Curiosity is a car-sized rover designed to explore Gale Crater on Mars as part of NASA's Mars Science Laboratory mission (MSL). Curiosity was launched from Cape…
NASA's Curiosity rover has captured its highest-resolution panorama yet of the Martian surface. Composed of more than 1,000 images taken during the 2019 Thanksgiving holiday and carefully assembled over the ensuing months, the composite contains 1.8 billion pixels of Martian landscape. The panorama showcases "Glen Torridon," a region on the side of Mount Sharp that Curiosity is exploring. Images were taken between Nov. 24 and Dec. 1, when the mission team was out for the Thanksgiving holiday.
Part of a 360 degree panorama, this view looks out from the Mars rover Curiosity's current location on the Red Planet dubbed Teal Ridge. The mosaicked scene was captured by the rover's Mastcam on Earth calendar date June 18, 2019. That corresponds to Curiosity's sol 2440, or 2,440th martian day on the surface. Since landing seven years ago on August 6, 2012 in Gale Crater, Curiosity has traveled some 21 kilometers (13 miles).
A storm of tiny dust particles has engulfed much of Mars over the last two weeks and prompted NASA’s Opportunity rover to suspend science operations. But across the planet, NASA’s Curiosity rover, which has been studying Martian soil at Gale Crater, is expected to remain largely unaffected by the dust. While Opportunity is powered by sunlight, which is blotted out by dust at its current location, Curiosity has a nuclear-powered battery that runs day and night.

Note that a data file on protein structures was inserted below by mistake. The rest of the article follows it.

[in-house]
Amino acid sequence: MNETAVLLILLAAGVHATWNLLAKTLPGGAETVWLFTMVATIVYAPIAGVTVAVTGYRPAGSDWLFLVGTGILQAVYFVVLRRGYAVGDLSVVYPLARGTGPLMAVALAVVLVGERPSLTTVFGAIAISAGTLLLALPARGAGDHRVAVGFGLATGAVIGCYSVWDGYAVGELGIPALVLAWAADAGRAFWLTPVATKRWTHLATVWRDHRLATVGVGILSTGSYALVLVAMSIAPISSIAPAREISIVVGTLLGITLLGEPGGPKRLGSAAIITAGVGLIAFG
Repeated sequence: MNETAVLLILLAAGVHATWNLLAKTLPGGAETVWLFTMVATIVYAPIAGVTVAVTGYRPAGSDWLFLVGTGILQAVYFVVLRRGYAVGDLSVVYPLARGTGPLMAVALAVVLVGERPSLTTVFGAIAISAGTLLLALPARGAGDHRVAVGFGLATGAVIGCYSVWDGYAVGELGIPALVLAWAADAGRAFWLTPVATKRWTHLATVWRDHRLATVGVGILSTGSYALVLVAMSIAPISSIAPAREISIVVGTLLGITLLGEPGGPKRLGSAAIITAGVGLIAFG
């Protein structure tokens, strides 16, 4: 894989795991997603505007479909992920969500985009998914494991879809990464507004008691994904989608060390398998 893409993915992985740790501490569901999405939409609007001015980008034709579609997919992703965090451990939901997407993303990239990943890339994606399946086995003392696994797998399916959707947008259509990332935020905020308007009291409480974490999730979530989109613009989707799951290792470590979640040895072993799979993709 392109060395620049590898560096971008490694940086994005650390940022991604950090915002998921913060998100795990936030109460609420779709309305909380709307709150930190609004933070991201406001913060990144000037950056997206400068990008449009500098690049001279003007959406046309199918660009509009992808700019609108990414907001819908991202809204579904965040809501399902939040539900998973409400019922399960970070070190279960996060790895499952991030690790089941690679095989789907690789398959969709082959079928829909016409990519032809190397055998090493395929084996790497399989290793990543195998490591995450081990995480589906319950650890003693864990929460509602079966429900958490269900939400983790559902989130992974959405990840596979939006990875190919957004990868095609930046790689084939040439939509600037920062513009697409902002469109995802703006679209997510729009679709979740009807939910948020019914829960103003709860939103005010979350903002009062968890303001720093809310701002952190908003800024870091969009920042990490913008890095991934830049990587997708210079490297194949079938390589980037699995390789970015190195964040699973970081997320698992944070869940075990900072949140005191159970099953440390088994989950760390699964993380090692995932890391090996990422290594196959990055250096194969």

This mosaic taken by NASA's Mars Curiosity rover looks uphill at Mount Sharp, which Curiosity has been climbing since 2014. Highlighted in white is an area with clay-bearing rocks that scientists are eager to explore; it could shed additional light on the role of water in creating Mount Sharp. The mosaic was assembled from dozens of images taken by Curiosity's Mast Camera (Mastcam). It was taken on Sol 1931 back in January. Image Credit: NASA/JPL-Caltech/MSSS
Just over 3 years ago (by planet Earth’s calendar) the Curiosity Mars Rover landed on the Martian surface. The rover has treated us to the most incredible and surreal surface images of the alien world. Here you can see the path of the rover’s wheels as it crosses over a dune. This image features a white balanced version of the Martian surface if it was under the light of Earth’s sky. (Image Credit: NASA/JPL-Caltech/MSSS)
First colour image from Curiosity This view of the landscape to the north of NASA's Mars rover Curiosity was acquired by the Mars Hand Lens Imager (MAHLI) on the afternoon of the first day after landing. The team calls this day Sol 1, which is the first Martian day of operations; Sol 1 began on Aug. 6, 2012. (Phys.org)